• swimgalswimgal Member Posts: 11
    I was hearing this heavy clunk from somewhere under the hood of my 1990 Subaru Legacy. Took it to the dealer and described is as sounding like two big heavy parts were hitting each other when I stopped and then separating when I started again. Naturally the dealer didn't hear it on the test drive, but after their inspection they were able to diagnose it as follows:

    "Ma'am, your muffler is hitting your catalytic converter and both parts (the muffler and the catalytic converter) need to be replaced."

    For crying out loud. I asked the service manager how this was possible since the muffler is in the back part of the car and the catalytic converter is up front. His reply was that they were connected by a pipe (duh) and there was a gasket in a connection that was bad. "Ok, so if you replace the gasket then will the clunking stop?" "Yes." "How much does the gasket cost?" "$9.00."

    I still didn't believe his explanation as the clunk just didn't seem to be able to be generated by something of that dimension...and it wasn't coming from that area of the car. I left. Last time I ever went to the dealer.

    So that's when I discovered my awesome mechanic who used to work for Subaru but started his own shop (I wonder why)

    He heard the clunk and agreed that it sounded like two big parts that were hitting and separating. Told me that it would be difficult to identify since it happens when the car is in motion and who is going to be there under the hood when it happens. I asked him to do his best.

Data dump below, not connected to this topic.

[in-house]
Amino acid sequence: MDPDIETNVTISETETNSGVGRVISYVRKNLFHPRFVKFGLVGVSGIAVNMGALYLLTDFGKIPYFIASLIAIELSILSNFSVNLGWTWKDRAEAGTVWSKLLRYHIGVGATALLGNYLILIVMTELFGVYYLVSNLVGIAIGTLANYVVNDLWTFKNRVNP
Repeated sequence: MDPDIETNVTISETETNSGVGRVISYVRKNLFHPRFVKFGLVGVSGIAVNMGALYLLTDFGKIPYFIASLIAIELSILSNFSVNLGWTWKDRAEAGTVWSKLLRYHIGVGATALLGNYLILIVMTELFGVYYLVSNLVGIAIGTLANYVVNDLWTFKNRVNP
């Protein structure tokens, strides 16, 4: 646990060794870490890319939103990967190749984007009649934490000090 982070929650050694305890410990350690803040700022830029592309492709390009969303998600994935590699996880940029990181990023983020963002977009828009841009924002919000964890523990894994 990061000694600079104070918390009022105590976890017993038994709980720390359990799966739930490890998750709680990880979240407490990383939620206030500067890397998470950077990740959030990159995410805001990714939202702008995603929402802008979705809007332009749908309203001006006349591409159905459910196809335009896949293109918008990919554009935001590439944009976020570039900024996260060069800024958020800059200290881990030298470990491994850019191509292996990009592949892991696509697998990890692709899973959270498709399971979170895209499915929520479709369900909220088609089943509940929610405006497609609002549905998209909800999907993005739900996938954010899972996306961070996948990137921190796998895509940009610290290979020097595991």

Well, he called me back a couple hours later and said it was fixed. He didn't know what he did to fix it, but was charging me for the 45 minutes of labor spent tightening every nut and bolt under the hood and in the transmission.

    Thanks for saving me over a grand in repairs that were not needed!! That was 85,000 miles ago (car now has 157K) and I still have my original muffler, catalytic converter, $9 gasket and a really good mechanic.
  • jearsenaultjearsenault Member Posts: 4
    This is really more of an anectdode than a problem, but an amusing one.
    The father of a friend of mine was having trouble starting his Ford during a cold spell a few years ago.
    After having to get a service truck to boost his car three mornings in a row, he was so angry he went to the Ford dealer and traded it in on a new model.
    The first morning he went to start the new car it wouldn't start. He called the dealer and gave them an ear full.
    All that was bad enough, but to add insult to injury, the car they brought to boost him was his old car.
  • Mr_ShiftrightMr_Shiftright Sonoma, CaliforniaMember Posts: 64,482
    Now THAT hurts!
  • oldharryoldharry Member Posts: 413
    A customer came in with his Caravan that I had installed new struts on in May of 2000 last December, Said he'd been to (a discount chain) and they told him the struts were bad. On driving the van, it did indeed make a loud bang, but that stopped when I tightened the hold down on the battery the same discount store had install the week before.

    Harry
  • majorthomechomajorthomecho Member Posts: 1,331
    When looking for a new car, I went to test drive a Ford Focus SE. My roommate and I drive to the dealership and the salesman gives us the keys to a Focus to test drive and puts a license plate in the back window.

    After driving a while, the Focus develops this rattle in the back end which I took to be the license plate knocking against the window. To test this out, I have my roommate remove the license plate when we get back to the dealership. The rattle is still there.